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|Named Person:||Ben Belitt; Arch Lauterer; Martha Graham|
|Material Type:||Audio book, etc.|
|Document Type:||Sound Recording|
|All Authors / Contributors:||
Ben Belitt; David Sears
|Notes:||Interview with Ben Belitt conducted by David Sears on July 7, 1985, possibly in New York Cit.
The recording is occasionally marred by extraneous noise, particularly during the first ca. 2 min.
|Description:||4 sound discs (ca. 187 min.) : digital ; 4 3/4 in.|
Disc 2 (ca. 47 min.). Belitt continues to speak about the significance of the title Errand into the maze, in particular the concept of the labyrinth; the origin of the title in a poem Belitt dedicated to Graham; the meaning of T.S. Eliot's phrase "at the still point the dance is", including the function of stillness in dance; his interpretation of the word maze; more on stillness and dance; the concept of wilderness compared to that of the maze; the maze in poetry; Graham's monomaniacal [or monomythical] treatment of characters such as the Witch of Endor and Medea; Joseph Campbell, James Frazier and their focus on the monomyth; the images of the desert and of Jacob's ladder Belitt found in Graham's then-unfinished work Diversion of angels; his contribution of the initial title, Wilderness stair; the reason for the change in title; more on the significance of the wilderness [ends abruptly].
Disc 3 (ca. 48 min.). [Continues with Belitt speaking about the wilderness.] Graham's conceptions of Clytemnestra and the Witch of Endor; the concept of the king in the Bible and the problem of the double Messiah; the source and significance of the title of the Graham dance Canticle for innocent comedians; Graham's ignoring of Belitt's advice regarding the nature of the characters Clytemnestra and the Witch of Endor; the dichotomy of will (or control) and imagination in the artist; Graham as the very personification of the Witch [of Endor] and Medea; forgiveness as a central theme in Graham's [later?] dances; the importance of accepting unresolved questions; the relationship of this idea to the concept of depth in art as well as the concepts of the maze and of stillness; stillness, empty space, and the dance [ends abruptly].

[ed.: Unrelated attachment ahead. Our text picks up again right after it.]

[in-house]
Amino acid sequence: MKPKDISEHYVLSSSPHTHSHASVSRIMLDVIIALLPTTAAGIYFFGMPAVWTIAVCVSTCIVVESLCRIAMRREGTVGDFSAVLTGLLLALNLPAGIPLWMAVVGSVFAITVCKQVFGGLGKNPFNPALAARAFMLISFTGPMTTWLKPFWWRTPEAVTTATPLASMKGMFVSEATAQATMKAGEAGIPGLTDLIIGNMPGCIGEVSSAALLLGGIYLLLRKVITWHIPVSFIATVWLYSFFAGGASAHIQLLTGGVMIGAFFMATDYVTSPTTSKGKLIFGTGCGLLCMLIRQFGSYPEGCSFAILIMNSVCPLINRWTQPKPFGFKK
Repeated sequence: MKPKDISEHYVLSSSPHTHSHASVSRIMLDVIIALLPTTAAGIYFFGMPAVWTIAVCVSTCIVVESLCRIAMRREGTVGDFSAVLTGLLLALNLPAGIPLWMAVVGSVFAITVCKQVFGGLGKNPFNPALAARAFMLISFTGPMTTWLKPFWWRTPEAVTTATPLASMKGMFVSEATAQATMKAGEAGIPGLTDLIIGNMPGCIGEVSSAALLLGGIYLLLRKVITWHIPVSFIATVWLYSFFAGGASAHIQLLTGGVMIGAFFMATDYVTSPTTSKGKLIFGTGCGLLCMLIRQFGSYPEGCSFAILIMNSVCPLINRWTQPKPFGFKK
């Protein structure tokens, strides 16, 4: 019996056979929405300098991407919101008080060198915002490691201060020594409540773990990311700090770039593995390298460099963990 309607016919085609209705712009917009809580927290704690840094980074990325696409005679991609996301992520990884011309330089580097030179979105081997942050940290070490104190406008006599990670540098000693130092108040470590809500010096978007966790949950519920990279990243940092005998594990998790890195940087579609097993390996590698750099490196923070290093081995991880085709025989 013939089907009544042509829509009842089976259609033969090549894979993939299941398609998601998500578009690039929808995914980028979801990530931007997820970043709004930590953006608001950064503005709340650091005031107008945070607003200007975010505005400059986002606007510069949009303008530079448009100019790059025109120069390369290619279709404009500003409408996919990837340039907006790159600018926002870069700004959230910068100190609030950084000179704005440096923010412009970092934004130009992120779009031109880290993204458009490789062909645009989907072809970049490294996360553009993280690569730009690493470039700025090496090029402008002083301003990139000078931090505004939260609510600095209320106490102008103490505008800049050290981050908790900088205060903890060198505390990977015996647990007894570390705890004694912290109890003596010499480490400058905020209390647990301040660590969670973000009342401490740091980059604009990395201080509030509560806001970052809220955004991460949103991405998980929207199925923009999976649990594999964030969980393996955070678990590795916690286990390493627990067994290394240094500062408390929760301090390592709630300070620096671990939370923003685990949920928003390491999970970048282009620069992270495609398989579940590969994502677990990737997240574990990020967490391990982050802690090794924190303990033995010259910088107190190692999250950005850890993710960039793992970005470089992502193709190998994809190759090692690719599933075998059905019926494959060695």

Disc 4 (ca. 45 min.). Stillness and control in Graham's dance Primitive mysteries; Graham's use of literary sources in her work, especially poetry; his opinions regarding the correct relationship of text and choreography, using examples from Letter to the world, Jean Erdman's The coach with the six insides, Doris Humphrey's Lament for [Ignacio Sánchez Mejías], Valerie Bettis's As I lay dying and Desperate heart, and Graham's American document, The owl and the pussycat, and The Punch and the Judy [interruption]; working with dancers at Connecticut College on the use of poetry in dance; more, in general terms, on the use of poetry in dance; more on his work at Connecticut College; more on Bettis and As I lay dying; his own poetry; his personal and professional relationship with Graham, including their first meeting at Bennington College and her working methods; more on the use of literature in dance.